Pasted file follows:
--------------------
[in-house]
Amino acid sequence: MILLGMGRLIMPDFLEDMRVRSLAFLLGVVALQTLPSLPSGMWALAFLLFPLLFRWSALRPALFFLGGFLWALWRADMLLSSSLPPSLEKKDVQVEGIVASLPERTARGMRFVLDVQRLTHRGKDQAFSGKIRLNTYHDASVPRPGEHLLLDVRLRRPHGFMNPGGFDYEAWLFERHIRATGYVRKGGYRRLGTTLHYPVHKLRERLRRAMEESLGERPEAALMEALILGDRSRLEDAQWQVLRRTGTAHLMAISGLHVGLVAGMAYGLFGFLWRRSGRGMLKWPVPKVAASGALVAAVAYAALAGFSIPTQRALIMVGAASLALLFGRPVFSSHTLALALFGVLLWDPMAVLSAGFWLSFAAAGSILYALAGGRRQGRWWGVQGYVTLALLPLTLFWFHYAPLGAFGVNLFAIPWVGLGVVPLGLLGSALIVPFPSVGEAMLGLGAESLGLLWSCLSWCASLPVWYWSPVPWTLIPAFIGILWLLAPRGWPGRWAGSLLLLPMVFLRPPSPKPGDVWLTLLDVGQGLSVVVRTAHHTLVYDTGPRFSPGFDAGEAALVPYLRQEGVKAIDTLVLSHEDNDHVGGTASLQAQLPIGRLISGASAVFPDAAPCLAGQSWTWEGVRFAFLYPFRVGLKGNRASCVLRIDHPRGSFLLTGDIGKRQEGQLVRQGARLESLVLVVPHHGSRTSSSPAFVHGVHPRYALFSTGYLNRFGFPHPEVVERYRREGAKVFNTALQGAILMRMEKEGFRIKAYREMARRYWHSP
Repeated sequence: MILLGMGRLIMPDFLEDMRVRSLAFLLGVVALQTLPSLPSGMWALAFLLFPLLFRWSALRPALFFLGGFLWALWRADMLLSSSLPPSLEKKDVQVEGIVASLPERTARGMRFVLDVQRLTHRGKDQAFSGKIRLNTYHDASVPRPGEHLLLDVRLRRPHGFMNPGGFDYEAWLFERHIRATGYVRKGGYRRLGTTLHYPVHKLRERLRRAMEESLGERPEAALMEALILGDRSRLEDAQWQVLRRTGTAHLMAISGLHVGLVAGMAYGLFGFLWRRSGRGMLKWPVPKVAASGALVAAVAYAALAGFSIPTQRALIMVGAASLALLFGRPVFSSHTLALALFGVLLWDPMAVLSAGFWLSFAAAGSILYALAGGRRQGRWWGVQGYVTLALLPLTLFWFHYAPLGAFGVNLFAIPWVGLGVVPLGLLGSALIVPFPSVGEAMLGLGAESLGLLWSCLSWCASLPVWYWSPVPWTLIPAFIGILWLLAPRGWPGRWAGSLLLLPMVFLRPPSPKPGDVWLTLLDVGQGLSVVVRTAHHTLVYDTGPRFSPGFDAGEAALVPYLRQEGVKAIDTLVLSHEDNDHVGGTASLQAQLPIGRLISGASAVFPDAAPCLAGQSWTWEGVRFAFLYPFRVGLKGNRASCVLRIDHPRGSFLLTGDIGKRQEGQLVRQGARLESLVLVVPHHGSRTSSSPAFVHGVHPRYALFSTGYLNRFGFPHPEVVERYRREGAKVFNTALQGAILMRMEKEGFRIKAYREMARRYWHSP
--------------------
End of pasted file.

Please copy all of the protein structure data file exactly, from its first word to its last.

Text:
[in-house]
Amino acid sequence: MILLGMGRLIMPDFLEDMRVRSLAFLLGVVALQTLPSLPSGMWALAFLLFPLLFRWSALRPALFFLGGFLWALWRADMLLSSSLPPSLEKKDVQVEGIVASLPERTARGMRFVLDVQRLTHRGKDQAFSGKIRLNTYHDASVPRPGEHLLLDVRLRRPHGFMNPGGFDYEAWLFERHIRATGYVRKGGYRRLGTTLHYPVHKLRERLRRAMEESLGERPEAALMEALILGDRSRLEDAQWQVLRRTGTAHLMAISGLHVGLVAGMAYGLFGFLWRRSGRGMLKWPVPKVAASGALVAAVAYAALAGFSIPTQRALIMVGAASLALLFGRPVFSSHTLALALFGVLLWDPMAVLSAGFWLSFAAAGSILYALAGGRRQGRWWGVQGYVTLALLPLTLFWFHYAPLGAFGVNLFAIPWVGLGVVPLGLLGSALIVPFPSVGEAMLGLGAESLGLLWSCLSWCASLPVWYWSPVPWTLIPAFIGILWLLAPRGWPGRWAGSLLLLPMVFLRPPSPKPGDVWLTLLDVGQGLSVVVRTAHHTLVYDTGPRFSPGFDAGEAALVPYLRQEGVKAIDTLVLSHEDNDHVGGTASLQAQLPIGRLISGASAVFPDAAPCLAGQSWTWEGVRFAFLYPFRVGLKGNRASCVLRIDHPRGSFLLTGDIGKRQEGQLVRQGARLESLVLVVPHHGSRTSSSPAFVHGVHPRYALFSTGYLNRFGFPHPEVVERYRREGAKVFNTALQGAILMRMEKEGFRIKAYREMARRYWHSP
Repeated sequence: MILLGMGRLIMPDFLEDMRVRSLAFLLGVVALQTLPSLPSGMWALAFLLFPLLFRWSALRPALFFLGGFLWALWRADMLLSSSLPPSLEKKDVQVEGIVASLPERTARGMRFVLDVQRLTHRGKDQAFSGKIRLNTYHDASVPRPGEHLLLDVRLRRPHGFMNPGGFDYEAWLFERHIRATGYVRKGGYRRLGTTLHYPVHKLRERLRRAMEESLGERPEAALMEALILGDRSRLEDAQWQVLRRTGTAHLMAISGLHVGLVAGMAYGLFGFLWRRSGRGMLKWPVPKVAASGALVAAVAYAALAGFSIPTQRALIMVGAASLALLFGRPVFSSHTLALALFGVLLWDPMAVLSAGFWLSFAAAGSILYALAGGRRQGRWWGVQGYVTLALLPLTLFWFHYAPLGAFGVNLFAIPWVGLGVVPLGLLGSALIVPFPSVGEAMLGLGAESLGLLWSCLSWCASLPVWYWSPVPWTLIPAFIGILWLLAPRGWPGRWAGSLLLLPMVFLRPPSPKPGDVWLTLLDVGQGLSVVVRTAHHTLVYDTGPRFSPGFDAGEAALVPYLRQEGVKAIDTLVLSHEDNDHVGGTASLQAQLPIGRLISGASAVFPDAAPCLAGQSWTWEGVRFAFLYPFRVGLKGNRASCVLRIDHPRGSFLLTGDIGKRQEGQLVRQGARLESLVLVVPHHGSRTSSSPAFVHGVHPRYALFSTGYLNRFGFPHPEVVERYRREGAKVFNTALQGAILMRMEKEGFRIKAYREMARRYWHSP